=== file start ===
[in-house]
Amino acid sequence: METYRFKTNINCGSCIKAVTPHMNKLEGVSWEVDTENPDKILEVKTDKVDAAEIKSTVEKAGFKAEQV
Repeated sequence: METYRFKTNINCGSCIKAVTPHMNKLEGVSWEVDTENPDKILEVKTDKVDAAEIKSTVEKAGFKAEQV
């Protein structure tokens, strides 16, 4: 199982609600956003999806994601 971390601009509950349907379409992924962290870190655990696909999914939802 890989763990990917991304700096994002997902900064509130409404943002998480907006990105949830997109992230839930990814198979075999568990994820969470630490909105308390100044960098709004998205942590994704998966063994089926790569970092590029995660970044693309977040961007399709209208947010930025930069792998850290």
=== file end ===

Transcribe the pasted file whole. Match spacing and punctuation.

[in-house]
Amino acid sequence: METYRFKTNINCGSCIKAVTPHMNKLEGVSWEVDTENPDKILEVKTDKVDAAEIKSTVEKAGFKAEQV
Repeated sequence: METYRFKTNINCGSCIKAVTPHMNKLEGVSWEVDTENPDKILEVKTDKVDAAEIKSTVEKAGFKAEQV
């Protein structure tokens, strides 16, 4: 199982609600956003999806994601 971390601009509950349907379409992924962290870190655990696909999914939802 890989763990990917991304700096994002997902900064509130409404943002998480907006990105949830997109992230839930990814198979075999568990994820969470630490909105308390100044960098709004998205942590994704998966063994089926790569970092590029995660970044693309977040961007399709209208947010930025930069792998850290």